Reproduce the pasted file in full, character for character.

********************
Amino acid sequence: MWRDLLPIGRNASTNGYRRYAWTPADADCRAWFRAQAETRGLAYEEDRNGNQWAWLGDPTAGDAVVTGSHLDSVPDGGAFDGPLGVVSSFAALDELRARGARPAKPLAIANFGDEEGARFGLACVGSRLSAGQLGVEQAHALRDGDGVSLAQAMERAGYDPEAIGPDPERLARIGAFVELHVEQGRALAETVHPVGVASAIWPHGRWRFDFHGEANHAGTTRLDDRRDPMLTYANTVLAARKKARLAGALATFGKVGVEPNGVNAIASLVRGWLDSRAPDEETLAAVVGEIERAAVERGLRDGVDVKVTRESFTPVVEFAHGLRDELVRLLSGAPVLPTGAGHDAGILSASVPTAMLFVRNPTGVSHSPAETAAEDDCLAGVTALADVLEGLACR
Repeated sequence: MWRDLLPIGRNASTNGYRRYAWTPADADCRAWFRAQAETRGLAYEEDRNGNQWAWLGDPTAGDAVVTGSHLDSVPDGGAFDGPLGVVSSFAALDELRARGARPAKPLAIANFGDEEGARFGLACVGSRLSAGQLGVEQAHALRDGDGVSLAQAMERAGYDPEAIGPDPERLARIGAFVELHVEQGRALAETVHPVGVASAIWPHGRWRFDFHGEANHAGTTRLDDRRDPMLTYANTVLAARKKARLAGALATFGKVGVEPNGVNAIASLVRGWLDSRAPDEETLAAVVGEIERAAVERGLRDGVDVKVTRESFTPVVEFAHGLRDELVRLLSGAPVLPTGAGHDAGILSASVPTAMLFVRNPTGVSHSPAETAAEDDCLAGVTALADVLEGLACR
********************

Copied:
Amino acid sequence: MWRDLLPIGRNASTNGYRRYAWTPADADCRAWFRAQAETRGLAYEEDRNGNQWAWLGDPTAGDAVVTGSHLDSVPDGGAFDGPLGVVSSFAALDELRARGARPAKPLAIANFGDEEGARFGLACVGSRLSAGQLGVEQAHALRDGDGVSLAQAMERAGYDPEAIGPDPERLARIGAFVELHVEQGRALAETVHPVGVASAIWPHGRWRFDFHGEANHAGTTRLDDRRDPMLTYANTVLAARKKARLAGALATFGKVGVEPNGVNAIASLVRGWLDSRAPDEETLAAVVGEIERAAVERGLRDGVDVKVTRESFTPVVEFAHGLRDELVRLLSGAPVLPTGAGHDAGILSASVPTAMLFVRNPTGVSHSPAETAAEDDCLAGVTALADVLEGLACR
Repeated sequence: MWRDLLPIGRNASTNGYRRYAWTPADADCRAWFRAQAETRGLAYEEDRNGNQWAWLGDPTAGDAVVTGSHLDSVPDGGAFDGPLGVVSSFAALDELRARGARPAKPLAIANFGDEEGARFGLACVGSRLSAGQLGVEQAHALRDGDGVSLAQAMERAGYDPEAIGPDPERLARIGAFVELHVEQGRALAETVHPVGVASAIWPHGRWRFDFHGEANHAGTTRLDDRRDPMLTYANTVLAARKKARLAGALATFGKVGVEPNGVNAIASLVRGWLDSRAPDEETLAAVVGEIERAAVERGLRDGVDVKVTRESFTPVVEFAHGLRDELVRLLSGAPVLPTGAGHDAGILSASVPTAMLFVRNPTGVSHSPAETAAEDDCLAGVTALADVLEGLACR